Earlier this year, the World Bank asked me and five academic colleagues to develop recommendations on how to improve the methodology of its annual report. To do business report, which ranked countries based on the quality of their trade regulations and overall business environment.
The report had been a lightning rod for controversy since its inception in 2003. Although it generated glowing coverage in the global economic media, it was also the subject of constant criticism for its bias seen as anti-regulatory, anti-union and anti-tax.
On September 1, we submitted our final recommendations, calling for a major overhaul of Doing Business, including ending the practice of ranking countries. Two weeks later, the World Bank announced that it was abandoning the report altogether after a separate investigation by an external law firm concluded that the data had been deliberately manipulated to change the rankings of some countries, including those of China and Saudi Arabia.
Aside from the debate about what really happened in the past, the end of Doing Business has important consequences. We have no doubt that the world needs a tool to measure countries’ conditions for business development and attractiveness for foreign direct investment, and that the data from such a project is very relevant to the both for researchers and for business and government leaders.
The World Bank has already declared its intention to continue working on business climate issues. But to recover in this arena, it will need to overcome a deep trust deficit and take drastic steps to restore public confidence in its data. Our ideas on how to fix Doing Business could now serve as minimum criteria that any new effort in this area should meet.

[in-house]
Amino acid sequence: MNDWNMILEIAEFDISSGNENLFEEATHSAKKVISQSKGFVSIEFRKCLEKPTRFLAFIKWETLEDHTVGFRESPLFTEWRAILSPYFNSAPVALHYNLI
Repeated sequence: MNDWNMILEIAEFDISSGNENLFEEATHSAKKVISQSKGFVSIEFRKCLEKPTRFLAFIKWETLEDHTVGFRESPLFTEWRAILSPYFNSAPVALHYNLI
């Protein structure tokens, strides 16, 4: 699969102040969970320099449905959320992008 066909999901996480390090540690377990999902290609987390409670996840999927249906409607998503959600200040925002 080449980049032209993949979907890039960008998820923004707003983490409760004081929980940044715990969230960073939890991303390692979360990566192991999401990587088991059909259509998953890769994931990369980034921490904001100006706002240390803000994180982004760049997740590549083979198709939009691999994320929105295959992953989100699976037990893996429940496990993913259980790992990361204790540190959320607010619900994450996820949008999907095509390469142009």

First, the World Bank should not create a new index to rank countries, like Doing Business did. Such aggregate indices are inevitably arbitrary, and rankings invoke normative judgments that go far beyond the available evidence. Even before the recent data manipulation scandal, it was clear that the methodology behind many individual Doing Business metrics needed to be revised.
The main problem was that Doing Business did not actually survey companies, nor measure the real costs of doing business for a representative set of small and medium enterprises. Instead, she relied on the subjective judgments of a small group of experts, who were asked to assess the costs of regulation for a hypothetical company that was often quite unrepresentative in many countries assessed by the bank. The emphasis on of swear evaluations should be replaced by de facto conditions.
Luckily, separate World Bank surveys have periodically asked executives of actual businesses some of the same questions Doing Business asks: about how long it takes to register a business, get a building permit, clear goods, etc. It turned out that the companies’ own responses had nothing to do with those of the experts at Doing Business. If there is a successor to Doing Business, it must be based on real data, not assumptions.